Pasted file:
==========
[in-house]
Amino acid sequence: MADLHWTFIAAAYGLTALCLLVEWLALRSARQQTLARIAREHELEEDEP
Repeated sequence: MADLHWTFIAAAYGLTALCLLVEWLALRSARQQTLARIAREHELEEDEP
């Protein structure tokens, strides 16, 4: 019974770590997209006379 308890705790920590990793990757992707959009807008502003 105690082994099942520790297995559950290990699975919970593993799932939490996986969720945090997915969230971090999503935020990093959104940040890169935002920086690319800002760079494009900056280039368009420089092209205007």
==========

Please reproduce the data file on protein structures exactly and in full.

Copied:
[in-house]
Amino acid sequence: MADLHWTFIAAAYGLTALCLLVEWLALRSARQQTLARIAREHELEEDEP
Repeated sequence: MADLHWTFIAAAYGLTALCLLVEWLALRSARQQTLARIAREHELEEDEP
């Protein structure tokens, strides 16, 4: 019974770590997209006379 308890705790920590990793990757992707959009807008502003 105690082994099942520790297995559950290990699975919970593993799932939490996986969720945090997915969230971090999503935020990093959104940040890169935002920086690319800002760079494009900056280039368009420089092209205007």